A study from The Pew Charitable Trusts recently showed many consumers still lack an understanding of overdraft fees, and, though the number has declined since 2012, many would rather see a transaction declined than pay an overdraft fee.
Last year, bank customers reported paying total overdraft fees averaging $69—the median amount reported was $35, and one-fourth said they paid overdraft fees of $90 or more.
The study showed 52 percent of consumers who paid overdraft fees do not remember opting into coverage and were still charged a fee. Half of consumers who paid overdraft fees said overdraft penalty products hurt consumers more than they help.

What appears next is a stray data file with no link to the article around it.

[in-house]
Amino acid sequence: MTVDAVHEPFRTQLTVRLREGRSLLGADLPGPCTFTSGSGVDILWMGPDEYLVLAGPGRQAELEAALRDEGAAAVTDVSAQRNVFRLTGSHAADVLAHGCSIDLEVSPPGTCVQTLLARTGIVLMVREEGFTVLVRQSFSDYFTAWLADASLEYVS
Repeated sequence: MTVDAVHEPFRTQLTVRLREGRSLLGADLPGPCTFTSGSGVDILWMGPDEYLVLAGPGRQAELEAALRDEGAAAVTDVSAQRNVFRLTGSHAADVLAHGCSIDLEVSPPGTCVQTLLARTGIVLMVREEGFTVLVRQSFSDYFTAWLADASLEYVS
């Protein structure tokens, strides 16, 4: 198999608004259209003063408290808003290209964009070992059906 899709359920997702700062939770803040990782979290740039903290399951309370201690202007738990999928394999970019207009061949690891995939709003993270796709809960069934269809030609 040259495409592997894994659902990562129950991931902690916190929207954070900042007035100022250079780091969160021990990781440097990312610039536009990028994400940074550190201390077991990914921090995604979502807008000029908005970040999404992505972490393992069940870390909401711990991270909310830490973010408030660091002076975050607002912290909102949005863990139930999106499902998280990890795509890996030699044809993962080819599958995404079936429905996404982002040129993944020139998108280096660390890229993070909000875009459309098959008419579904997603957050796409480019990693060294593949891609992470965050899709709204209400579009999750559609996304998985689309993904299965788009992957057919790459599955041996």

A large majority—80 percent—said overdraft practices and fees should be more regulated, and approximately two-thirds said they would rather have a transaction declined than pay an overdraft fee.
Pew echoed recommendations made last year by the CFPB that require financial institutions to enhance overdraft disclosures to make them more transparent and more easily explain the fees. It also urged the CFPB to implement a ban on transaction reordering and require fees to be reasonable and based upon the real cost of providing service.